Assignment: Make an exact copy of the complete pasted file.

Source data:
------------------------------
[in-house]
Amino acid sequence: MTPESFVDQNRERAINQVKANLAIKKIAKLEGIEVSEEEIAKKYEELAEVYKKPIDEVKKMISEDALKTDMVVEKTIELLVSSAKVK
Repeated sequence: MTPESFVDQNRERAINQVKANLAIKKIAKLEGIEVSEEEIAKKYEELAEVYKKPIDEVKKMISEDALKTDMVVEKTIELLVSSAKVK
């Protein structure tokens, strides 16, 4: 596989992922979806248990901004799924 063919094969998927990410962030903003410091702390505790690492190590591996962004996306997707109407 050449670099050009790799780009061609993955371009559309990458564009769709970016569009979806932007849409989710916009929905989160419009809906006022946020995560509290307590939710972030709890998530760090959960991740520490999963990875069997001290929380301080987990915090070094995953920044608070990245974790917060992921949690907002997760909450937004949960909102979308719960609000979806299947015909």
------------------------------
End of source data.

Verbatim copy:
[in-house]
Amino acid sequence: MTPESFVDQNRERAINQVKANLAIKKIAKLEGIEVSEEEIAKKYEELAEVYKKPIDEVKKMISEDALKTDMVVEKTIELLVSSAKVK
Repeated sequence: MTPESFVDQNRERAINQVKANLAIKKIAKLEGIEVSEEEIAKKYEELAEVYKKPIDEVKKMISEDALKTDMVVEKTIELLVSSAKVK
């Protein structure tokens, strides 16, 4: 596989992922979806248990901004799924 063919094969998927990410962030903003410091702390505790690492190590591996962004996306997707109407 050449670099050009790799780009061609993955371009559309990458564009769709970016569009979806932007849409989710916009929905989160419009809906006022946020995560509290307590939710972030709890998530760090959960991740520490999963990875069997001290929380301080987990915090070094995953920044608070990245974790917060992921949690907002997760909450937004949960909102979308719960609000979806299947015909």